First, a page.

Famine Warning Issued in Four Countries Following Worst African Droughts in Decades

Abnormally warm West Pacific sea surface temperatures — in part driven by a weak La Nina, in part driven by global warming — produced changes in atmospheric circulation that considerably reduced rainfall over Eastern and Southern Africa during 2016. As a result, places like Rwanda, Kenya, Eithiopia, South Sudan, and Somalia experienced some of their worst droughts in decades.


(According to the Famine Early Warning Network,  more than 70 million people are facing hunger around the world in 2017. The primary causes include drought, military conflict, and lack of ability of nations to access food on the international market. Four countries — Yemen, Somalia, South Sudan and Nigeria — now face famine. And drought and conflict stricken Africa is the primary hot-spot for global hunger. Climate change has likely worsened this situation by adding to the intensity of droughts and heatwaves now affecting the region. In addition, past year droughts in places like Yemen and Nigeria helped to inflame present conflict and instability. Image source: Famine Early Warning Network.)

Additionally, conflict combined with the after effect of a 2014-2015 drought has disrupted food and water access in Yemen. Meanwhile, Nigeria’s falling purchasing power following a 2015 drought has rendered it unable to reliably procure food locally or on the international market.

These synergistic factors have forced plummeting food production and food security throughout Africa and nearby Middle Eastern countries. And now four nations — Somalia, South Sudan, Yemen and Nigeria — have been placed under a famine alert. In these countries alone, 20 million people face starvation and the world-over more than 70 million people are under threat from hunger.

The Climate Connection: Very Warm West Pacific = Drought in East Africa

La Nina is often identified as a period when rainfall in East Africa abates — producing an increased risk of drought. This cyclical African weather pattern is primarily produced by a pooling of warm water in the West Pacific that, in turn, alters atmospheric circulation patterns the world over.


(Very warm sea surface temperatures helped to produce a severe 2016 drought in East Africa. Somalia, which was particularly hard-hit, is now facing famine. Image source: Earth Nullschool.)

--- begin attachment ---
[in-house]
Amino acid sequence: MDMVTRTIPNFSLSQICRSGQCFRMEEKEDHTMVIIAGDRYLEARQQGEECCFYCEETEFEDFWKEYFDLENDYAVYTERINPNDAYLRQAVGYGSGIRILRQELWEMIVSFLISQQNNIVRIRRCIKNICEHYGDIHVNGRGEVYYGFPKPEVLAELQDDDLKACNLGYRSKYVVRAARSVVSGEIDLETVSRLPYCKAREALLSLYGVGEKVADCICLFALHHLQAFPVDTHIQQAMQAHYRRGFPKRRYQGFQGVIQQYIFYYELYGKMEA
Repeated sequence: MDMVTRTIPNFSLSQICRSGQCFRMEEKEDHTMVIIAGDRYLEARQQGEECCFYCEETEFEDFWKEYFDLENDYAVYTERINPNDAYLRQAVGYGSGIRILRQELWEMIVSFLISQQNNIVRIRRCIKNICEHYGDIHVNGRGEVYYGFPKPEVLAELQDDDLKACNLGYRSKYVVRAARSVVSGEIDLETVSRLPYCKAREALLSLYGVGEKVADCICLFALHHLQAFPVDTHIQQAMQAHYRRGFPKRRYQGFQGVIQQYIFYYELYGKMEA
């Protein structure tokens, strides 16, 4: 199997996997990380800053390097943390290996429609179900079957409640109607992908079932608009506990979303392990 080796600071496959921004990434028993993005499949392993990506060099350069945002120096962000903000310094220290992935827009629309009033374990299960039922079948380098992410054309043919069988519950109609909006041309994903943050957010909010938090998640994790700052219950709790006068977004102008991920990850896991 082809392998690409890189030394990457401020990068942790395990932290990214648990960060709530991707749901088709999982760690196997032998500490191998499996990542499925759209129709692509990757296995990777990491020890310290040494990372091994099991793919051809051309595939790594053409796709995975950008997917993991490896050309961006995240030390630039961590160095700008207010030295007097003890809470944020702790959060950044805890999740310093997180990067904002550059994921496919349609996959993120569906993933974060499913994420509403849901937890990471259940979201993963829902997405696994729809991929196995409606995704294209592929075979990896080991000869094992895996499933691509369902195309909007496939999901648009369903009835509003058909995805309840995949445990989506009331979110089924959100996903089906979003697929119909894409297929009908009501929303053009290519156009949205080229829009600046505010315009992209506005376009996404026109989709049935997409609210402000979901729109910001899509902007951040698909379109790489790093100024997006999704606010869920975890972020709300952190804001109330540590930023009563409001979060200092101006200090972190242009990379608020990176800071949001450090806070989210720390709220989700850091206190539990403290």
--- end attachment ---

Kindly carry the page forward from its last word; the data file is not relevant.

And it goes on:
During 2016-2017, the La Nina was comparatively weak. However, sea surface temperature anomalies in the Western Pacific hit rather high readings over large ocean regions. The net effect to East Africa appeared similar to what would typically be experienced during a stronger La Nina event.

This cyclical climate event also occurred during a year when overall global temperatures were around 1.2 degrees Celsius warmer than 1880s averages. For 2016, overall temperatures in the drought impacted regions averaged between 0.5 and 2 C warmer than normal. And this added heat would have amplified any droughts that did form by increasing the rate at which moisture was evaporated out of soils and rivers. Furthermore, temperatures over the Western Pacific teleconnection zone also deviated by +0.5 to +2 C above average ranges. As a result of these prevalent warmer conditions, impacts related to human-caused climate change cannot be entirely ignored as part of the overall drought and food-stress signal.

Somalia Hit Hard

Among the four countries now facing famine alerts, the various climate and climate change related impacts appear most acute for Somalia. Back in 2011, another La Nina and associated warm western Pacific surface waters helped to produce a famine that killed 260,000 people. Now, just six years later, a record warm world and La Nina are serving up these severe conditions again.


Two rainy seasons failed back to back in the water stressed nation during 2015 and 2016. And from October through December of 2016, large parts of Somalia received less than 30 percent of the typical rainfall for the period. Now a national disaster has been declared as 6.2 million people (or about half the country’s population) is at risk from hunger.

This week, Somalia’s President Mohamed Abdullahi Farmajo issued an urgent call for aid:

“We must provide immediate and potential assistance to avert widespread starvation and death. I appeal to all donors to provide the necessary fund for immediate and emergency assistance.”

Conditions in Context — Climate Change Proliferates Drought, Food Insecurity

2017’s famine alert is Somalia’s second in six years and its third in 25. And the various famine alerts that are presently ongoing all occur in states that have suffered from drought and water stress in the past five years. Instability and conflict are often identified as the cause of food stress. But drought is a trigger condition under which multi-year instability and conflict can emerge (as we have so vividly and tragically seen in Syria). In this way, drought and conflict interact in a chicken and egg relationship to produce reduced food security. And it’s a situation that’s exacerbated by warming global surface temperatures.

Unfortunately, with global temperatures likely to increase by another 0.3 to 0.6 C over the next two decades, food stress and related instability are a rising risk for this and other regions of the world. More intense drought, shifting climate zones, and changing precipitation patterns all help to increase that risk. And, at this point, the various food crises the world is presently experiencing are difficult to divorce from it.


Famine Early Warning Network

Earth Nullschool


Global Drought Map

Somalia Declares National Disaster Over Drought

Somalia President Declares Drought a National Emergency

Earth Observatory: Drought in East Africa

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